A memorial in Sagkeeng First Nation for families of the community’s missing and murdered brought tears and healing Thursday, that some say have been four years in the making.

Seventeen people from Sagkeeng First Nation have been murdered or gone missing. Fifteen of the missing and murdered are women, including Tina Fontaine.

Sagkeeng’s Chief Derrick Henderson said families in the community have been meeting for the past four years, and through those meetings decided they wanted to hold a memorial and build a monument so that their lost loved ones could live on. Many family members who spoke Thursday stressed that the four-year process has allowed them to share stories they previously felt they couldn’t speak about.

“They can say things openly now. They’re still with us today. We want to honour them today, and celebrate with them,” Henderson said.

Lillian Cook, who coordinated the meetings and sat with the families through the process, choked back tears as she addressed them.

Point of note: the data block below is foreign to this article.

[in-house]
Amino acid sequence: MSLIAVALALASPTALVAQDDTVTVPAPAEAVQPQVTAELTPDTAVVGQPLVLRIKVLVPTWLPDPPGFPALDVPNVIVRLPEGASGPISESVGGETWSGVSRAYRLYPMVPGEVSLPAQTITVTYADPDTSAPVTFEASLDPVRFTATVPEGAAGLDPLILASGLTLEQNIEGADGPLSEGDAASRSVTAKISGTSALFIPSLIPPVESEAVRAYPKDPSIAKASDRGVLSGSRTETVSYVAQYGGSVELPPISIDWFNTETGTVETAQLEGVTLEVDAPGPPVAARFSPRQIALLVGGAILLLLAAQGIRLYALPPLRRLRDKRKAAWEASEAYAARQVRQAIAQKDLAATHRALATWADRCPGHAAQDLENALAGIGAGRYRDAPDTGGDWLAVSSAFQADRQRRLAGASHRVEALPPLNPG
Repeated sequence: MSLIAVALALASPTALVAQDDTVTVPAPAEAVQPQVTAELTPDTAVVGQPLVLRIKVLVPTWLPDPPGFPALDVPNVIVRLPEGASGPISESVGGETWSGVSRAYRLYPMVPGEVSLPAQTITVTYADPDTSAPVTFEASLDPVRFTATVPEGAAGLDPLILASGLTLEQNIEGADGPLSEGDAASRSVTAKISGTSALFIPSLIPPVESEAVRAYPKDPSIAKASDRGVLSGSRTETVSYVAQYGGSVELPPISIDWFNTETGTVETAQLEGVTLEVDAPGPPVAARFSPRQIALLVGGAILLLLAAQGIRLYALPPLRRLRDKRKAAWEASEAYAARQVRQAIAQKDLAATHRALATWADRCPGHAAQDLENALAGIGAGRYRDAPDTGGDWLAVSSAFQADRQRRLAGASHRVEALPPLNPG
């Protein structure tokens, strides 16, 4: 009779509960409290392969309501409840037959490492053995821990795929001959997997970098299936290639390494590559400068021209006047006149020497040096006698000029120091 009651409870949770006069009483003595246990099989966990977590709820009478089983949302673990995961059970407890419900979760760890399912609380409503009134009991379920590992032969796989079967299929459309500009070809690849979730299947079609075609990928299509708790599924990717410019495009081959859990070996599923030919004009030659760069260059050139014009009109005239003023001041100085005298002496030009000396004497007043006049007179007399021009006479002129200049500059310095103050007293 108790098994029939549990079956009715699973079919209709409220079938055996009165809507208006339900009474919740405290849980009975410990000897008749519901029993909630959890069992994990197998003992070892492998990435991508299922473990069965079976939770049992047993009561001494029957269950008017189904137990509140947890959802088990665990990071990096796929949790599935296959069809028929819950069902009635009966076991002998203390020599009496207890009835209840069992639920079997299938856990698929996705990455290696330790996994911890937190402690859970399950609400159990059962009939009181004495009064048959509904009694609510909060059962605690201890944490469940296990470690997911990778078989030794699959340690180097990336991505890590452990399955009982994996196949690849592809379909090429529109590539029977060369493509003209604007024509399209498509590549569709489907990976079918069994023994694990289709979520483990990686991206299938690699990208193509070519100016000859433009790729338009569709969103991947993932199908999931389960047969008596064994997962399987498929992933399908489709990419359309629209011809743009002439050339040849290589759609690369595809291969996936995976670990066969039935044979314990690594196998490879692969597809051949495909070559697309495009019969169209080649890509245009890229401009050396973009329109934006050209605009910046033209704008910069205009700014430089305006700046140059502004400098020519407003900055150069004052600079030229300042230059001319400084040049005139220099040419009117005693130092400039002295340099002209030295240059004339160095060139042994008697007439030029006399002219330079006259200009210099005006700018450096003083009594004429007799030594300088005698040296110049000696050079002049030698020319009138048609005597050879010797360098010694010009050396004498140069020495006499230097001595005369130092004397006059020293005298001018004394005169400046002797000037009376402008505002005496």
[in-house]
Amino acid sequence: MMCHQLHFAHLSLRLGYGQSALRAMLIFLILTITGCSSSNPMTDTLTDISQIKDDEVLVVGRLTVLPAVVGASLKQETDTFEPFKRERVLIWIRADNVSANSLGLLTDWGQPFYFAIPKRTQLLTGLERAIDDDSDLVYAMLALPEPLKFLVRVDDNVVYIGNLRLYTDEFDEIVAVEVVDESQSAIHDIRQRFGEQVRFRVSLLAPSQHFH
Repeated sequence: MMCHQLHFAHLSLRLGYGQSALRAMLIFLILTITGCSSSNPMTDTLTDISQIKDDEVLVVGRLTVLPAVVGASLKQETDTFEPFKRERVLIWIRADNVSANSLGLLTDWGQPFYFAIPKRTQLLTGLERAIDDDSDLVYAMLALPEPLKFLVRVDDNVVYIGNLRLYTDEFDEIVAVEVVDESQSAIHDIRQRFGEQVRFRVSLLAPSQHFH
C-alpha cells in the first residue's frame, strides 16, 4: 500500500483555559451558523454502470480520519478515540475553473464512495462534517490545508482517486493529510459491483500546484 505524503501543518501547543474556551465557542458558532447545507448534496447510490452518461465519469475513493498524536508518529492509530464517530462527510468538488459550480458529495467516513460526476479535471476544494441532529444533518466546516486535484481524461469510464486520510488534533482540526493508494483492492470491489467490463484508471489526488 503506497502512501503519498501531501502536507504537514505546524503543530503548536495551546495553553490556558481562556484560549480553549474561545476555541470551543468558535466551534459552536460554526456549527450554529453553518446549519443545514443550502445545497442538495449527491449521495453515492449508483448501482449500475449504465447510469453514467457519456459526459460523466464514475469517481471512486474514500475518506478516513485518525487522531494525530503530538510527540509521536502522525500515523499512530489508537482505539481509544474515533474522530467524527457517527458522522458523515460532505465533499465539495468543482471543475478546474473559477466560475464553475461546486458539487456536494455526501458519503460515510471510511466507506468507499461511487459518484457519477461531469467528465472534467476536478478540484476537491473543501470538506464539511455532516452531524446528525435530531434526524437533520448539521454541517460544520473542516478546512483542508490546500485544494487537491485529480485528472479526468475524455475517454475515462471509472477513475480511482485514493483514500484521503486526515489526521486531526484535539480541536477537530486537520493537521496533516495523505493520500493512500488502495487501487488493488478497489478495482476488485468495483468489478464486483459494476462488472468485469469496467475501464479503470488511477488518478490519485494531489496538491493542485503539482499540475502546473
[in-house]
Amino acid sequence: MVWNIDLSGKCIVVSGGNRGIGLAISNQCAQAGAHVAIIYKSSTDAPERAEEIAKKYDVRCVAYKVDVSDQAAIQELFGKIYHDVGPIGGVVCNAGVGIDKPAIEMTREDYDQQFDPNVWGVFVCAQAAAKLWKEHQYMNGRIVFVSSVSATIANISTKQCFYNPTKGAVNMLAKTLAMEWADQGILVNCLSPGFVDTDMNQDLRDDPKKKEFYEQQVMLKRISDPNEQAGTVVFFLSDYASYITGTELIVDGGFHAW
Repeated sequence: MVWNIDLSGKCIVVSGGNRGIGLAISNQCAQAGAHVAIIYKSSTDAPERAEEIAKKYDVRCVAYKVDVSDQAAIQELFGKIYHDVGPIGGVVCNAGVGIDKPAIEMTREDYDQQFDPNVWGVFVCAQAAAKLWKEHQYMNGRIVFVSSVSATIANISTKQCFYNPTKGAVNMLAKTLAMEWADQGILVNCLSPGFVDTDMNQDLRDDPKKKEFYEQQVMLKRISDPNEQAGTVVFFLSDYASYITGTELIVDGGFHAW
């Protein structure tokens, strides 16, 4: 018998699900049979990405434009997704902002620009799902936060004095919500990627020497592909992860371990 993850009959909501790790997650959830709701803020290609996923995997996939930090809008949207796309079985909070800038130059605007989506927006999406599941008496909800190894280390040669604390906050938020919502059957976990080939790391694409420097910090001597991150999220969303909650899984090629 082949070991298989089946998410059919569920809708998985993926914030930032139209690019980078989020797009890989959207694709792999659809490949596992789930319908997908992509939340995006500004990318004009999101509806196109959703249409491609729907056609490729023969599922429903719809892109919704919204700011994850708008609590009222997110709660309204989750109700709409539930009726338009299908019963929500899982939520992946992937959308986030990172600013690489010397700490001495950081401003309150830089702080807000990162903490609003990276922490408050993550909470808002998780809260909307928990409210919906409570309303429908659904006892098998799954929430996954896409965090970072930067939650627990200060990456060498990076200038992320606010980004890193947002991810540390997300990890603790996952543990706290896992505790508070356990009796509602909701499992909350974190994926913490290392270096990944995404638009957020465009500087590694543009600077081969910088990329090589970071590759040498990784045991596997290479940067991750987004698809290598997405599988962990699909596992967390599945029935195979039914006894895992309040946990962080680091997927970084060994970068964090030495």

“These families have been alone for so long. And they needed that support and loving kindness. This is for you,” Cook said.

“I only wish, is what the grandmothers would say, I only wish that they would be remembered.”

The monument is called Ka-Gi-Gay-Bimitchy-Yoong-Pimitizwin, meaning ‘life flows forever’, and is a statue of a woman in a jingle dress with details that represent lost loved ones. She will be placed in a park arbour in the community so that families can sit with the monument.

Earl Morrisseau lost his sister Glenda in 1991 and his niece Kelly in 2006. Morriseau said through meeting with other families and Thursday’s ceremony he’s found some peace.

“I feel a lot better and I think maybe I can put them to rest in my mind. Hopefully they can feel better as well and get some rest. Because a lot of the ways they went were really tragic and horrible,” said Morrisseau.

Isabel Fontaine said she was attending Thursday for her sister Sharon, who was last seen in 2000.

“She was always laughing, just bring out the whole room. That’s what brings me up is when I think of that and then her laughter,” said Fontaine.

“It’s a terrible thing to go through,” said Fontaine.